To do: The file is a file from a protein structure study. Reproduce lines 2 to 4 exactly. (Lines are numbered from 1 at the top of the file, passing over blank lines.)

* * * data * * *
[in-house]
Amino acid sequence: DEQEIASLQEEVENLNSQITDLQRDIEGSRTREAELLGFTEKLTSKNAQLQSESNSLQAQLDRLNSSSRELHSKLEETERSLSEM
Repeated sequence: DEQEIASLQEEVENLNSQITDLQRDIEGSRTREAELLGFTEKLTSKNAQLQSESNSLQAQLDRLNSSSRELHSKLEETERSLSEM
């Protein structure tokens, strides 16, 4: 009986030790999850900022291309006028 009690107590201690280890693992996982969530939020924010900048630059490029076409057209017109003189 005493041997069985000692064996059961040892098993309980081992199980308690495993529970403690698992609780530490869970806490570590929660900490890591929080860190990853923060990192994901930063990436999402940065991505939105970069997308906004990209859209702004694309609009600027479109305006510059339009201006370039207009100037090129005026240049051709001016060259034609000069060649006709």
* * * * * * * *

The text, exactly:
Amino acid sequence: DEQEIASLQEEVENLNSQITDLQRDIEGSRTREAELLGFTEKLTSKNAQLQSESNSLQAQLDRLNSSSRELHSKLEETERSLSEM
Repeated sequence: DEQEIASLQEEVENLNSQITDLQRDIEGSRTREAELLGFTEKLTSKNAQLQSESNSLQAQLDRLNSSSRELHSKLEETERSLSEM
């Protein structure tokens, strides 16, 4: 009986030790999850900022291309006028 009690107590201690280890693992996982969530939020924010900048630059490029076409057209017109003189 005493041997069985000692064996059961040892098993309980081992199980308690495993529970403690698992609780530490869970806490570590929660900490890591929080860190990853923060990192994901930063990436999402940065991505939105970069997308906004990209859209702004694309609009600027479109305006510059339009201006370039207009100037090129005026240049051709001016060259034609000069060649006709």